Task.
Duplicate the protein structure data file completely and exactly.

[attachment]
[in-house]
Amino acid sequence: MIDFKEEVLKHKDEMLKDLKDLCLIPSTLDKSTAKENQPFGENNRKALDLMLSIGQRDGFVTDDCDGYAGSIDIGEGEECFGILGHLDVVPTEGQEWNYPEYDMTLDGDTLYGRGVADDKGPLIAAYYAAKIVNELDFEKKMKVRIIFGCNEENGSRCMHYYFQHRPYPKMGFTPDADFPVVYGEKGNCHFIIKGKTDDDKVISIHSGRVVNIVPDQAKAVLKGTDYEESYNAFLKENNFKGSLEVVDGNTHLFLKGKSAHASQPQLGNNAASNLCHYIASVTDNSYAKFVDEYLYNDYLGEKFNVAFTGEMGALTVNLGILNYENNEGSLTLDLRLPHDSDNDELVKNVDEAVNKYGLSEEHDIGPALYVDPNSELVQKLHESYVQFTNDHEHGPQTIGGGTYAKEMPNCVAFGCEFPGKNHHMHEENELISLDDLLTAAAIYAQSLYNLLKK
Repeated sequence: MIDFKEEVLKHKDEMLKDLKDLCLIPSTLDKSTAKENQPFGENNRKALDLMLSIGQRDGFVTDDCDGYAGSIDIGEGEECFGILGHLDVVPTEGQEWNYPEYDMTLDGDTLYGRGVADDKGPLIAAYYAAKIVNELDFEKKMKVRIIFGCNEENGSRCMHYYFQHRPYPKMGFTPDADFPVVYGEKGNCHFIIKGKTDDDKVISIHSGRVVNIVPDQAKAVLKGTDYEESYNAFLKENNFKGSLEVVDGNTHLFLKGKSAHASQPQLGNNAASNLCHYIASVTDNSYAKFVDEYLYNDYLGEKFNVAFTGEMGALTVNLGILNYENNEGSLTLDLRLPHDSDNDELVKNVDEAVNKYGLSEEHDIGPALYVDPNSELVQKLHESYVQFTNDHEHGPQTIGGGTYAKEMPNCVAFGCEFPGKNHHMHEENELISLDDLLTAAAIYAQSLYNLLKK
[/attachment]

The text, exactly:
[in-house]
Amino acid sequence: MIDFKEEVLKHKDEMLKDLKDLCLIPSTLDKSTAKENQPFGENNRKALDLMLSIGQRDGFVTDDCDGYAGSIDIGEGEECFGILGHLDVVPTEGQEWNYPEYDMTLDGDTLYGRGVADDKGPLIAAYYAAKIVNELDFEKKMKVRIIFGCNEENGSRCMHYYFQHRPYPKMGFTPDADFPVVYGEKGNCHFIIKGKTDDDKVISIHSGRVVNIVPDQAKAVLKGTDYEESYNAFLKENNFKGSLEVVDGNTHLFLKGKSAHASQPQLGNNAASNLCHYIASVTDNSYAKFVDEYLYNDYLGEKFNVAFTGEMGALTVNLGILNYENNEGSLTLDLRLPHDSDNDELVKNVDEAVNKYGLSEEHDIGPALYVDPNSELVQKLHESYVQFTNDHEHGPQTIGGGTYAKEMPNCVAFGCEFPGKNHHMHEENELISLDDLLTAAAIYAQSLYNLLKK
Repeated sequence: MIDFKEEVLKHKDEMLKDLKDLCLIPSTLDKSTAKENQPFGENNRKALDLMLSIGQRDGFVTDDCDGYAGSIDIGEGEECFGILGHLDVVPTEGQEWNYPEYDMTLDGDTLYGRGVADDKGPLIAAYYAAKIVNELDFEKKMKVRIIFGCNEENGSRCMHYYFQHRPYPKMGFTPDADFPVVYGEKGNCHFIIKGKTDDDKVISIHSGRVVNIVPDQAKAVLKGTDYEESYNAFLKENNFKGSLEVVDGNTHLFLKGKSAHASQPQLGNNAASNLCHYIASVTDNSYAKFVDEYLYNDYLGEKFNVAFTGEMGALTVNLGILNYENNEGSLTLDLRLPHDSDNDELVKNVDEAVNKYGLSEEHDIGPALYVDPNSELVQKLHESYVQFTNDHEHGPQTIGGGTYAKEMPNCVAFGCEFPGKNHHMHEENELISLDDLLTAAAIYAQSLYNLLKK